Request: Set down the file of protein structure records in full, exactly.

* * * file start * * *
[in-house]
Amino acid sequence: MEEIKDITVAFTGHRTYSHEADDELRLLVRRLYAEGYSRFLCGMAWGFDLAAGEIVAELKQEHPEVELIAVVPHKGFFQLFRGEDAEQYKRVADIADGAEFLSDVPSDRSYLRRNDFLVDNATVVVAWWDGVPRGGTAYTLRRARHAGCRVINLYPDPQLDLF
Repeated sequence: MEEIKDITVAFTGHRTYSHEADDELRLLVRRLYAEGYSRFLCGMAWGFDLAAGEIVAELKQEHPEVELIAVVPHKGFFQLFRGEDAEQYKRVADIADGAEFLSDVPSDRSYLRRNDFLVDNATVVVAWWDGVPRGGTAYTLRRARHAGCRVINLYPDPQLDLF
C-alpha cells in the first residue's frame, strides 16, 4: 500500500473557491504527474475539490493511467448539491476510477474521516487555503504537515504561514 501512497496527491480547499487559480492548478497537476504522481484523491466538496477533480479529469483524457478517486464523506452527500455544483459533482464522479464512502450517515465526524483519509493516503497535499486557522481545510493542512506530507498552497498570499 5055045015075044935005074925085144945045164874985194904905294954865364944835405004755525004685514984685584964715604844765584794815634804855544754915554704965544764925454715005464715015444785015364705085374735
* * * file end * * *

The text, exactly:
[in-house]
Amino acid sequence: MEEIKDITVAFTGHRTYSHEADDELRLLVRRLYAEGYSRFLCGMAWGFDLAAGEIVAELKQEHPEVELIAVVPHKGFFQLFRGEDAEQYKRVADIADGAEFLSDVPSDRSYLRRNDFLVDNATVVVAWWDGVPRGGTAYTLRRARHAGCRVINLYPDPQLDLF
Repeated sequence: MEEIKDITVAFTGHRTYSHEADDELRLLVRRLYAEGYSRFLCGMAWGFDLAAGEIVAELKQEHPEVELIAVVPHKGFFQLFRGEDAEQYKRVADIADGAEFLSDVPSDRSYLRRNDFLVDNATVVVAWWDGVPRGGTAYTLRRARHAGCRVINLYPDPQLDLF
C-alpha cells in the first residue's frame, strides 16, 4: 500500500473557491504527474475539490493511467448539491476510477474521516487555503504537515504561514 501512497496527491480547499487559480492548478497537476504522481484523491466538496477533480479529469483524457478517486464523506452527500455544483459533482464522479464512502450517515465526524483519509493516503497535499486557522481545510493542512506530507498552497498570499 5055045015075044935005074925085144945045164874985194904905294954865364944835405004755525004685514984685584964715604844765584794815634804855544754915554704965544764925454715005464715015444785015364705085374735